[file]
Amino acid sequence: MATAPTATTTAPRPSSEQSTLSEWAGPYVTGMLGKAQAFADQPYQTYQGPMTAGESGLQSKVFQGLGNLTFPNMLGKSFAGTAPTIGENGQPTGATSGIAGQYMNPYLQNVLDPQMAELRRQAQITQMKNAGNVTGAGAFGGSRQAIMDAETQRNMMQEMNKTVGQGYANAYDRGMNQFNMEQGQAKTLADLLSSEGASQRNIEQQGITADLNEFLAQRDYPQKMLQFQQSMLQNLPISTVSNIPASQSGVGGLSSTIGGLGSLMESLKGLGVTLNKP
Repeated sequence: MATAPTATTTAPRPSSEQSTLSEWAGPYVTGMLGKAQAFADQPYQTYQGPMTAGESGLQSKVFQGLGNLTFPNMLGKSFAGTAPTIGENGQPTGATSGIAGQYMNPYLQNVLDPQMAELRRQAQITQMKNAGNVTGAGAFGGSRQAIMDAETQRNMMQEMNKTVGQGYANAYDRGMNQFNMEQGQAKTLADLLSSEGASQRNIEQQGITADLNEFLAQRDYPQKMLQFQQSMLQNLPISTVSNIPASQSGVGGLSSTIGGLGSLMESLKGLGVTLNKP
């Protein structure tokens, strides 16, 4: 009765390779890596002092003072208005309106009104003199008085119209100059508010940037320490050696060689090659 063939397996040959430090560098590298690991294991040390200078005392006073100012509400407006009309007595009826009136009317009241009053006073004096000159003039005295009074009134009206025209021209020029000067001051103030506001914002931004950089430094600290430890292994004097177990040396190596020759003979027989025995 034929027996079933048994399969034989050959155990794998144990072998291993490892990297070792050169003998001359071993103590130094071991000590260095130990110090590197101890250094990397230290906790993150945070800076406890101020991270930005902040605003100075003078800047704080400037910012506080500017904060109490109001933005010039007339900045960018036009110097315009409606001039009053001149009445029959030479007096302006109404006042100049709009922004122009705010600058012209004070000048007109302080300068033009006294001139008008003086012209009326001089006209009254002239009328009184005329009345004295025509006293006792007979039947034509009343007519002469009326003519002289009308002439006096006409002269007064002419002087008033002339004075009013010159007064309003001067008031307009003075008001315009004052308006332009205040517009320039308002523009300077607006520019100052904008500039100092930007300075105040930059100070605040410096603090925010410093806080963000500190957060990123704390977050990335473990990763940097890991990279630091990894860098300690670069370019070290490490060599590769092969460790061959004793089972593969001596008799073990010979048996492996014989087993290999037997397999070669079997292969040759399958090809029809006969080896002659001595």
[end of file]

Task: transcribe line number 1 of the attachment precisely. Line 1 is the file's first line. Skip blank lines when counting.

Amino acid sequence: MATAPTATTTAPRPSSEQSTLSEWAGPYVTGMLGKAQAFADQPYQTYQGPMTAGESGLQSKVFQGLGNLTFPNMLGKSFAGTAPTIGENGQPTGATSGIAGQYMNPYLQNVLDPQMAELRRQAQITQMKNAGNVTGAGAFGGSRQAIMDAETQRNMMQEMNKTVGQGYANAYDRGMNQFNMEQGQAKTLADLLSSEGASQRNIEQQGITADLNEFLAQRDYPQKMLQFQQSMLQNLPISTVSNIPASQSGVGGLSSTIGGLGSLMESLKGLGVTLNKP